The medium SUV segment is a hotly-contested battleground where 16 models compete.
Sales in this segment topped 112,000 cars in 2014 - that’s one in every ten cars sold.
So, given that roughly a tenth of the car buyers reading this intend to purchase to purchase a midsize SUV, what should they be spending their hard-earned on?
Here’s our shortlist of the best in the segment.
Price Range: $27,990 (ST petrol FWD manual) - $46,580 (Ti diesel AWD manual)
Engine: 106kW/200Nm 2.0 petrol 4cyl, 126kW/226Nm 2.5 petrol 4cyl, 96kW/320Nm 1.6 diesel 4cyl
Transmission: 6sp manual or CVT automatic. FWD or AWD.
Car-like at the wheel, the new model range offers has the capability and flexibility to cater to country drivers, urban families, and those looking for the outdoors.
All up there are six distinct drivetrain/powertrain/seat configurations within the X-Trail range, encompassing 2WD petrol and diesel, AWD petrol and diesel, and 5 seat/7 seat options.
Something for everyone, then.
Granted, you still can’t get an AWD diesel automatic or a seven-seater in diesel or AWD, but the X-Trail range has broad appeal.
Our review verdict
This new X-Trail is one you’ll like and a very good car from Nissan.
Before you buy something as big and thirsty as a Kluger, you really should have a look at what you can buy in ‘a size smaller’.
You’ll be surprised by the roomy space in the X-Trail, by the feel of quality, by its long legs and by its on-road comfort.
MORE: X-Trail News & Reviews
Price Range: $27,490 (Ambiente petrol 2WD) - $46,990 (Titanium diesel AWD)
Engine/Trans: 110kW/240Nm 1.5 petrol 4cyl, 132kW/400Nm 2.0 diesel 4cyl, 176kW/345Nm 2.0 petrol 4cyl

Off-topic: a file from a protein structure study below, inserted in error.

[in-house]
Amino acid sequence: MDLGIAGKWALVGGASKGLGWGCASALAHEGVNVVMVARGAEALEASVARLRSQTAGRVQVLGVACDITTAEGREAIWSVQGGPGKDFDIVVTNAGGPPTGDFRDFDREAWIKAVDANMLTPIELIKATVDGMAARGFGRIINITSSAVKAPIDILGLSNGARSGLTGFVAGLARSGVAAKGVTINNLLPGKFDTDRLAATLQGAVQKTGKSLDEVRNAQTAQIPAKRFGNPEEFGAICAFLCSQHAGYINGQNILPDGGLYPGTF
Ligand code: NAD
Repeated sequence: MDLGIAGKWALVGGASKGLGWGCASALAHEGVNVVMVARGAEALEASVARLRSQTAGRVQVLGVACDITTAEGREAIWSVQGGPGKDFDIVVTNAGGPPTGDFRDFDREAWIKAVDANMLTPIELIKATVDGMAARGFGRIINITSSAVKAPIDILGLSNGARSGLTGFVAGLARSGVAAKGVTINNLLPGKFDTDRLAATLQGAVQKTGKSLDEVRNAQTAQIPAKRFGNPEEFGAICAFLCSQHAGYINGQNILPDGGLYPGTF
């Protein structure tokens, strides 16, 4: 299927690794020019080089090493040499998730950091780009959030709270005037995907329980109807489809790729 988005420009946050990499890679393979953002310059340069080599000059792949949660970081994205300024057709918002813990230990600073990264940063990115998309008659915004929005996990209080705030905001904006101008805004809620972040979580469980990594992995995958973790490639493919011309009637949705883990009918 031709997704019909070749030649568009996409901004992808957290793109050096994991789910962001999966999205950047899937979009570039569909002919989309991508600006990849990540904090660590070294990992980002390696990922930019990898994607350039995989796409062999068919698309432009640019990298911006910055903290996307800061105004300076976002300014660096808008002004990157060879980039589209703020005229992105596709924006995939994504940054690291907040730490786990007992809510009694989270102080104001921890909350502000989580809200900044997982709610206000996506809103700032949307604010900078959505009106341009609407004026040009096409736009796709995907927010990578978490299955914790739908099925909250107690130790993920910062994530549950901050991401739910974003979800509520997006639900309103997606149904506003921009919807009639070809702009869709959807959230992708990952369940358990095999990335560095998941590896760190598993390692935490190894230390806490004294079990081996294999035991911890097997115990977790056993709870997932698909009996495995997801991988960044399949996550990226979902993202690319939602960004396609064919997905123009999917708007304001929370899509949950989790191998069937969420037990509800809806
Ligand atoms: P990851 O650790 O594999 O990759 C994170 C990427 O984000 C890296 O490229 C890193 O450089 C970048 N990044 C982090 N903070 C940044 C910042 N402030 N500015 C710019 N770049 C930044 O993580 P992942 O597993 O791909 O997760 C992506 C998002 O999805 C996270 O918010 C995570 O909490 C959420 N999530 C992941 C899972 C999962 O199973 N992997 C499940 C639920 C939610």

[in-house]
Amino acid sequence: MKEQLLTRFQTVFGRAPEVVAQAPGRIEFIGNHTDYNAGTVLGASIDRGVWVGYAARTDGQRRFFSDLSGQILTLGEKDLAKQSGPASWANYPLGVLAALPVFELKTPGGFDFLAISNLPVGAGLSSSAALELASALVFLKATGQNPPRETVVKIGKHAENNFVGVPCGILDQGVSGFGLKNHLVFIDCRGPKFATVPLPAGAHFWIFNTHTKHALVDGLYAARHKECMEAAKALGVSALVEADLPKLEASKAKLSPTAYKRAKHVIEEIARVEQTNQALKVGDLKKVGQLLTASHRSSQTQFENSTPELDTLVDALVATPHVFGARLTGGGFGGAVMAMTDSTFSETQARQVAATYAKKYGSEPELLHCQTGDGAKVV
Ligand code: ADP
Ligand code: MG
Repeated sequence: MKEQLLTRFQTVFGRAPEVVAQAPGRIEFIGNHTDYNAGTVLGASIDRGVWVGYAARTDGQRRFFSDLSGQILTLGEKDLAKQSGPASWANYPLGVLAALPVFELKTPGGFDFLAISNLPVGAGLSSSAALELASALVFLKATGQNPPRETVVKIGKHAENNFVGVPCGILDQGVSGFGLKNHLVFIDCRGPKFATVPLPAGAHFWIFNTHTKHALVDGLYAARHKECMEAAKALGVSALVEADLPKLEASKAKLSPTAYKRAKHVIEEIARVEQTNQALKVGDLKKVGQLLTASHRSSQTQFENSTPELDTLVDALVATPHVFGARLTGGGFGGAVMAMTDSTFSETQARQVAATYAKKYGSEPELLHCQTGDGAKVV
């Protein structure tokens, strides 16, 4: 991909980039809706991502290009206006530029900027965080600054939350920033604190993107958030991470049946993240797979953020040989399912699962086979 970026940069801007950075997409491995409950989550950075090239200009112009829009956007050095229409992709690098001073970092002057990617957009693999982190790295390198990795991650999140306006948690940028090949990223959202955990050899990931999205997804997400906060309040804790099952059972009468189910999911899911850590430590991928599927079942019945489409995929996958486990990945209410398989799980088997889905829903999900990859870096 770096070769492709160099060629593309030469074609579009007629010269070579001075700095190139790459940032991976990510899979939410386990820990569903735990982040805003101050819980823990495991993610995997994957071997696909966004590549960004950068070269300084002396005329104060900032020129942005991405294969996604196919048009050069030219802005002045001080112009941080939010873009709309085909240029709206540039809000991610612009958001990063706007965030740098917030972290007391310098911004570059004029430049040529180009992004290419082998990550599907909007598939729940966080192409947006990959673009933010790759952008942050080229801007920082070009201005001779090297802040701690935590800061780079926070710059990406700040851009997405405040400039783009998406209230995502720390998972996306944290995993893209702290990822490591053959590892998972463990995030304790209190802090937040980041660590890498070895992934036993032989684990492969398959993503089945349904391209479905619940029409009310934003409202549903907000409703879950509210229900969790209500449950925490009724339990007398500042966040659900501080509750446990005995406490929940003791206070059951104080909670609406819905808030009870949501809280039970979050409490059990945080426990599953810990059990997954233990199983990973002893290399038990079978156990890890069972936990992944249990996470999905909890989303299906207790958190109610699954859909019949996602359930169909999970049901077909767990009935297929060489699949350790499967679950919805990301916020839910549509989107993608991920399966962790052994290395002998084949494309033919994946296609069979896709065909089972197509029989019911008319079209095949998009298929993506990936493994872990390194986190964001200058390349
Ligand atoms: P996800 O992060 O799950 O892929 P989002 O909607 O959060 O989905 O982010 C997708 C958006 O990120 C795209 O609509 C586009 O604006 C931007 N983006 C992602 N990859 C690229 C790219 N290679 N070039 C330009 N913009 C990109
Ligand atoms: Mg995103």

Transmissions: 6sp manual, 6sp twin-clutch automatic. FWD or AWD.
Positioned at an attractive price point, the Kuga boasts a high-quality interior, plenty of European design flair, solid equipment levels and great road manners.
The 1.5 litre turbo petrol engine is a much torquier thing than the naturally-aspirated powerplants of its competitors too, and the 132kW diesel is even better.
The newly-introduced 176kW/345Nm 2.0 litre turbo petrol engine in the AWD Trend and Titanium models is the highlight though, with enough power and torque to do the Kuga’s chassis justice.
A range-wide update brought in last month also added more equipment to most models and sharpened up the Kuga’s value equation. It’s incredibly good buying right now, and deserves a look.
Our review verdict
No question about it, the new engines transform the 2015 Kuga.
The big surprise is the 1.5 litre EcoBoost. Vastly superior and more potent than the 1.6 litre it replaces, it makes a very strong pitch in the entry-level Ambient.
And if you want real performance, you’ve got two more choices: the bigger 2.0 litre EcoBoost is exceptionally lively – at least as quick as most ‘warm’ hatches – and the 2.0 TDCI diesel pulls like a train.
Add in a technology-laden interior, a premium-feel finish, and a $27,990 entry-point to the range, and you’ve got a lot of car here in the 2015 Kuga.
The Kuga is a little under buyers’ radar at the moment. But that will change - this car is very good buying, beautifully engineered, and will win hearts when the word gets out.
MORE: Kuga News & Reviews
Price Range: $27,490 (VTi petrol 2WD) - $45,790 (VTi-L ADAS petrol AWD)
Engines: 114kW/190Nm 2.0 petrol 4cyl, 140kW/222Nm 2.4 petrol 4cyl, 110kW/350Nm 2.2 diesel 4cyl
Transmission: 6sp manual, 6sp automatic; FWD or AWD.
That said, it only barely outsold the much less-resolved Mitsubishi Outlander last year, and, like the Kuga, deserves a greater share of the sales pie.
Boasting a spacious interior and powered by two petrol engines and a diesel, the CR-V has plenty of appeal for those with growing families.
It’s now entering its third year on the market, but a mid-life facelift brought in at the end of last year has added more 2WD models and more equipment to the range.